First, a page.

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10 ways to save the planet… one little choice at a time

Health and wellness author Cheryl Gordon shares ways we can clean up our little corner of the world
Floating plastic
Unfortunately, plastic in our waterways is not an uncommon sight. (via Thinkstock)
My family watched a Marketplace show a few weeks ago about the plastics we thought we had religiously recycled ending up in Malaysia. There has been considerable information emerging that our habit of convenient packaging is not only polluting Malaysia but our oceans, forests and prairies. It’s come to light that even washing our clothes can leave micro-plastic particles in the water that makes its way to our lakes and drinking water!

It was time for our familial habits to come under a harsh microscope. How were our everyday choices contributing to this environmental disaster? Here are some practical ways that we have changed habits. Maybe you can find even more ways to reduce our reliance on single use plastics.

  1. Use compostable bags to hold garbage as well as organics. That was the main reason we took the plastic bag at the store (for garbage). Now we can use our reusable grocery bags for all purchases.

  2. Stop buying stuff that comes in plastic clamshells. Produce, meats, nuts, etc. can all be bought in alternative packaging. If your favourite product is not available without plastic packaging, let the producer know. They want you to buy so if enough customers indicate a preference away from plastic, they’ll figure it out.

  3. Shop farmers' markets and bring your own bags and baskets. You win double or even triple points here for supporting local entrepreneurs and reducing the carbon footprint of shipping.

  4. Speaking of farmers’ markets, they are a great source of innovative new ways to store goods without plastic. Have you seen the beeswax coated fabric that can be molded to cover containers instead of Saran Wrap? There are also lovely reusable produce bags for transport and storage.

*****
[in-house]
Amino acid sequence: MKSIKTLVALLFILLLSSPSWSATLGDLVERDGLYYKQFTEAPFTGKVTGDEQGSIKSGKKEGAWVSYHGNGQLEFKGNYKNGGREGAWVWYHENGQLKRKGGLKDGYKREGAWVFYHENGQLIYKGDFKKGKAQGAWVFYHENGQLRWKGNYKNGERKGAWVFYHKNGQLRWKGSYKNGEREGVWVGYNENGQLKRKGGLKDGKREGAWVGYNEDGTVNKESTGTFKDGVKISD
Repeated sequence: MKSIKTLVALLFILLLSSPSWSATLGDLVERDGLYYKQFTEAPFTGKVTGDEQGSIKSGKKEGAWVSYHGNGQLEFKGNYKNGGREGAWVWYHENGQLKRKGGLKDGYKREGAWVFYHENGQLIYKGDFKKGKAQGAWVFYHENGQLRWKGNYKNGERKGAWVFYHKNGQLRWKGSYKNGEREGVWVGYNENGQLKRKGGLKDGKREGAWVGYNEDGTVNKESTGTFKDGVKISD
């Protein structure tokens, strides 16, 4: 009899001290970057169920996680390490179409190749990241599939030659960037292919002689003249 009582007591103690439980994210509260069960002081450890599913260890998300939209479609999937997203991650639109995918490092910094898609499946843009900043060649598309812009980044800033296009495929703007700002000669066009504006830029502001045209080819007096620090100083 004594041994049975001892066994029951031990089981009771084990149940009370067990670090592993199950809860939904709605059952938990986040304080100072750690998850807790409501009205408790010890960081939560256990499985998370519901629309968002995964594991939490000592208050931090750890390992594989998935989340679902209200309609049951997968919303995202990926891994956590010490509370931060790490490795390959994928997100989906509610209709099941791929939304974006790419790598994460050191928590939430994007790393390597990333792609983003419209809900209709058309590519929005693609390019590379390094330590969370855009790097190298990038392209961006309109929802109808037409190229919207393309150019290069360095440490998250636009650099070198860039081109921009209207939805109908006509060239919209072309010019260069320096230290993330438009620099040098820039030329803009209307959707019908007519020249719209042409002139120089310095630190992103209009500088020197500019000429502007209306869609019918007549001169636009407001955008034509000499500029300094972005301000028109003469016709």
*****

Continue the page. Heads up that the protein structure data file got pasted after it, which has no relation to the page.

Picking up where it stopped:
5. Reevaluate your personal cosmetic use. We have tried the shampoo bars and love them. They are great for travel as they don’t count as liquids and can’t spill. Many retailers are starting to allow you to bring in clean, reused containers for filling (like the Body Shop, for instance).

  6. At the Bulk Barn last week, I witnessed a customer bringing in mason jars for his shopping. Bulk Barn employees report that the practice is becoming very popular. Customers have the empty, clean, lidded jars weighed prior to shopping and then pay the weight difference on check-out. Check with your favourite retailer to see if this option might be available.

  7. Ditch bottled water. PLEASE! The convenience is not worth the environmental toll – not just for the plastic packaging – but because these large multi-national companies are exploiting our natural water resources blatantly. We frequently camp where there isn’t potable water available. To break our reliance on bottled water, we invested in a few more reusable containers and carved out a little more storage room. Now we refill water bottles for activities instead of grabbing a fresh disposable one. It was a small change, once we gave it some thought. Ask if your workplace or school or gathering place could install a water bottle refilling station.

  8. Get creative finding reuse for what you do receive in plastic packaging. I re-use old clamshells when harvesting my own garden stuff. They also hold dry pasta, bulk nuts or craft items.

  9. Ziploc bags are still one of life’s best inventions. I haven’t kicked my reliance on them yet. To assuage my guilt, I wash them out and reuse them. My husband is very frustrated that there are always all these bags propped upside down all over the kitchen counter but rarely do they land in the garbage now.

  10. And when you do use plastic, recycle it. Not only can hard plastic go in the blue box but stretchy wrap and film can be bundled and go in your grey box. Hopefully, the powers that be have been sufficiently embarrassed by the revelations lately and will clean up the recycling channels.

    As always, please feel free to contact me if you have questions about the new therapies or the old ones.